Puretone Hearing Aid Center - Longview, Marshall, and San Antonio, TX

Woman and man cuddling on a park bench after getting hearing aids to improve their relationship.

You care deeply about your loved ones and want to do something to show them? Listen to your loved ones, truly listen. That calls for, of course, the ability to hear.

Research shows one out of three adults between the ages of 65 and 74 is enduring hearing loss and millions would benefit from using a hearing aid. Sadly, only about 30% of these individuals actually use their hearing aids.

Diminishing hearing, depression, higher instances of dementia, and strained relationships are some consequences of this inaction. Many individuals coping with hearing loss just suffer in silence.

But it’s almost springtime. It’s a time for emerging leaves, flowers, fresh starts, and growing together. Isn’t it time to renew your relationship by speaking openly about hearing loss?

Having “The Talk” is Necessary

Dementia, including Alzheimer’s disease, is 2.4 times more likely in individuals who have untreated hearing loss according to many studies. A cascade effect that ultimately affects the entire brain can be triggered when there’s reduced activity in the region of your brain used for hearing. Doctors call this brain atrophy. It’s an example of the “use it or lose it” principle at work.

Depression cases amongst individuals with hearing loss are nearly twice that of somebody with normal hearing. Individuals with worsening hearing loss, according to research, frequently experience anxiety and agitation. The person may start to isolate themselves from family and friends. They’re likely to sink deeper into depression as they stop engaging in activities once loved.

This, in turn, can result in strained relationships amongst spouses, but also between parent and child, close friends, and other people in this individual’s life.

Solving The Puzzle

Your loved one may not be ready to tell you that they are experiencing hearing loss. Fear or shame might be a problem for them. Perhaps they’re going through denial. In order to determine when will be the best time to have this conversation, some detective work might be necessary.

Since you are unable to hear what your spouse or parent hears, you’ll have to use external cues, like:

  • Irritation or anxiety in social situations that you haven’t previously observed
  • Frequent misunderstandings
  • Complaining about ringing, humming, static, or other sounds that you don’t hear
  • Avoiding conversations
  • Not hearing vital sounds, like the doorbell, washer buzzer, or someone calling their name
  • Staying away from busy places
  • Watching TV with the volume exceedingly high
  • School, hobbies, and work are suddenly becoming more difficult

Look for these common signs and plan on having a heart-to-heart conversation with your loved one.

How to Talk About Hearing Loss

Having this discussion may not be easy. A spouse in denial might brush it off or become defensive. That’s why it’s important to approach hearing loss correctly. The steps will be the basically same even though you may need to modify your language based on your individual relationship.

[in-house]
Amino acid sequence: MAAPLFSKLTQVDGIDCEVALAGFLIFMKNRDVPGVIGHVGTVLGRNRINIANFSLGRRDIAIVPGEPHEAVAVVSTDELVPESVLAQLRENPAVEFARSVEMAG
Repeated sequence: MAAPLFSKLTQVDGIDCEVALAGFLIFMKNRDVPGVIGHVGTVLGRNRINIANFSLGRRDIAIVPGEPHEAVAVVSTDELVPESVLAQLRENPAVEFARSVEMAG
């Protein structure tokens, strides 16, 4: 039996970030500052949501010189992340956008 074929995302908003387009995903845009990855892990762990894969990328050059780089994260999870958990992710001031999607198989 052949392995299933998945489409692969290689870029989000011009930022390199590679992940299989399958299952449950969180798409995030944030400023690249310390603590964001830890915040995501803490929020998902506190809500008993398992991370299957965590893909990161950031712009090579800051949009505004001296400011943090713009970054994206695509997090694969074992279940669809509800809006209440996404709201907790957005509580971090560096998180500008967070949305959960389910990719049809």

Step 1: Let them know that you love them unconditionally and appreciate your relationship.

Step 2: Their health is important to you and you’re worried. You’ve gone over the studies. You know that untreated hearing loss can lead to an elevated chance of depression and dementia. You don’t want your loved one to deal with that.

Step 3: Your own health and safety are also a concern. Your hearing can be harmed by overly loud volumes on the TV and other devices. Relationships can also be impacted by the anxiety loud sounds can cause, according to some studies. If somebody has broken into your house, or you call out for help, your loved one may not hear you.

Emotion is an essential part of robust communication. Simply listing facts won’t be as impactful as painting an emotional picture of the possible repercussions.

Step 4: Come to an agreement that it’s time for a hearing exam. After deciding, make the appointment immediately. Don’t procrastinate.

Step 5: Be ready for your loved ones to have some objections. At any point in the process, they may have these objections. This is somebody you know well. What problems will they find? Money? Time? Do they not acknowledge a problem? Are they considering trying home remedies? You understand “natural hearing loss cures” don’t actually work and could do more harm than good.

Be prepared with your answers. Perhaps you practice them beforehand. They don’t have to be those listed above word-for-word, but they should answer your loved one’s doubts.

Grow Your Relationship

If your significant other is reluctant to talk, it can be a difficult situation. But by having this talk, you’ll grow closer and get your loved one the help they need to live a longer, healthier, more satisfying life. Growing together – isn’t that what love is all about?

Call Today to Set Up an Appointment




References

https://www.nia.nih.gov/health/hearing-loss-common-problem-older-adults
https://www.nidcd.nih.gov/health/statistics/quick-statistics-hearing#:~:text=About%2028.8%20million%20U.S.%20adults%20could%20benefit%20from%20using%20hearing%20aids.
https://www.hopkinsmedicine.org/health/wellness-and-prevention/the-hidden-risks-of-hearing-loss
https://www.ncbi.nlm.nih.gov/pmc/articles/PMC5403920/
https://www.nidcd.nih.gov/news/2014/nidcd-researchers-find-strong-link-between-hearing-loss-and-depression-adults

The site information is for educational and informational purposes only and does not constitute medical advice. To receive personalized advice or treatment, schedule an appointment.